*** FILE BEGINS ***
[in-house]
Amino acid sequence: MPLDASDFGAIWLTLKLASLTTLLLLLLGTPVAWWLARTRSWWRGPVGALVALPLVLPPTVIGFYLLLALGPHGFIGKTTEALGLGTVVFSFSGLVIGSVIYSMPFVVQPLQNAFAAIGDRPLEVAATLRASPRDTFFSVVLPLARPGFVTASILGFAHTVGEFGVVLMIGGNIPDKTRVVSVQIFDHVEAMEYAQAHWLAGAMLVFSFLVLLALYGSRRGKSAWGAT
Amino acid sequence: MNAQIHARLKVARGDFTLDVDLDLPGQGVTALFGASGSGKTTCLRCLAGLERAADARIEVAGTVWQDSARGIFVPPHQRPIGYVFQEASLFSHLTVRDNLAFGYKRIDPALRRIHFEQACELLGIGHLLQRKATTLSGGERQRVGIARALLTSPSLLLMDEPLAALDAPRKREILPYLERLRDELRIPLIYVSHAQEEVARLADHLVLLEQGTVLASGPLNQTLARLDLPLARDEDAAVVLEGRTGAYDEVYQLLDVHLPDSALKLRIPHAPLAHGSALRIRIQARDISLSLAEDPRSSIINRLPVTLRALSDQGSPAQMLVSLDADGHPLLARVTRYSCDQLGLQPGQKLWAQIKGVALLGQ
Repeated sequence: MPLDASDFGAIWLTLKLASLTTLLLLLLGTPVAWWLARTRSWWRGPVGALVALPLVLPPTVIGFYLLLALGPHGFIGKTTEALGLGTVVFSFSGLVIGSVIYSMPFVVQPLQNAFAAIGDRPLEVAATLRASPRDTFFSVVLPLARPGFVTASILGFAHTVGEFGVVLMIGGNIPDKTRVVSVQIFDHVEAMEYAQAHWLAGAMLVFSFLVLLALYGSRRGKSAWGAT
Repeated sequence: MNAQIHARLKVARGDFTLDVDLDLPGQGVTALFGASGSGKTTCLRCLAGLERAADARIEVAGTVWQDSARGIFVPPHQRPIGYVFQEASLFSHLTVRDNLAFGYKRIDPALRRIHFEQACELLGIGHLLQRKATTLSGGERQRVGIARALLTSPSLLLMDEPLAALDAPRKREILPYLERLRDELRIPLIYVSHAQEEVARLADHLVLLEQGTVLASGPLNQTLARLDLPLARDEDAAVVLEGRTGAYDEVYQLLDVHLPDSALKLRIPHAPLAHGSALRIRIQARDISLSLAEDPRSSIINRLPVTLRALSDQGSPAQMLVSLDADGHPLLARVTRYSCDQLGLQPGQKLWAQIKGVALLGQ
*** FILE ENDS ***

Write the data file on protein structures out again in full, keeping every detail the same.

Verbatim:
[in-house]
Amino acid sequence: MPLDASDFGAIWLTLKLASLTTLLLLLLGTPVAWWLARTRSWWRGPVGALVALPLVLPPTVIGFYLLLALGPHGFIGKTTEALGLGTVVFSFSGLVIGSVIYSMPFVVQPLQNAFAAIGDRPLEVAATLRASPRDTFFSVVLPLARPGFVTASILGFAHTVGEFGVVLMIGGNIPDKTRVVSVQIFDHVEAMEYAQAHWLAGAMLVFSFLVLLALYGSRRGKSAWGAT
Amino acid sequence: MNAQIHARLKVARGDFTLDVDLDLPGQGVTALFGASGSGKTTCLRCLAGLERAADARIEVAGTVWQDSARGIFVPPHQRPIGYVFQEASLFSHLTVRDNLAFGYKRIDPALRRIHFEQACELLGIGHLLQRKATTLSGGERQRVGIARALLTSPSLLLMDEPLAALDAPRKREILPYLERLRDELRIPLIYVSHAQEEVARLADHLVLLEQGTVLASGPLNQTLARLDLPLARDEDAAVVLEGRTGAYDEVYQLLDVHLPDSALKLRIPHAPLAHGSALRIRIQARDISLSLAEDPRSSIINRLPVTLRALSDQGSPAQMLVSLDADGHPLLARVTRYSCDQLGLQPGQKLWAQIKGVALLGQ
Repeated sequence: MPLDASDFGAIWLTLKLASLTTLLLLLLGTPVAWWLARTRSWWRGPVGALVALPLVLPPTVIGFYLLLALGPHGFIGKTTEALGLGTVVFSFSGLVIGSVIYSMPFVVQPLQNAFAAIGDRPLEVAATLRASPRDTFFSVVLPLARPGFVTASILGFAHTVGEFGVVLMIGGNIPDKTRVVSVQIFDHVEAMEYAQAHWLAGAMLVFSFLVLLALYGSRRGKSAWGAT
Repeated sequence: MNAQIHARLKVARGDFTLDVDLDLPGQGVTALFGASGSGKTTCLRCLAGLERAADARIEVAGTVWQDSARGIFVPPHQRPIGYVFQEASLFSHLTVRDNLAFGYKRIDPALRRIHFEQACELLGIGHLLQRKATTLSGGERQRVGIARALLTSPSLLLMDEPLAALDAPRKREILPYLERLRDELRIPLIYVSHAQEEVARLADHLVLLEQGTVLASGPLNQTLARLDLPLARDEDAAVVLEGRTGAYDEVYQLLDVHLPDSALKLRIPHAPLAHGSALRIRIQARDISLSLAEDPRSSIINRLPVTLRALSDQGSPAQMLVSLDADGHPLLARVTRYSCDQLGLQPGQKLWAQIKGVALLGQ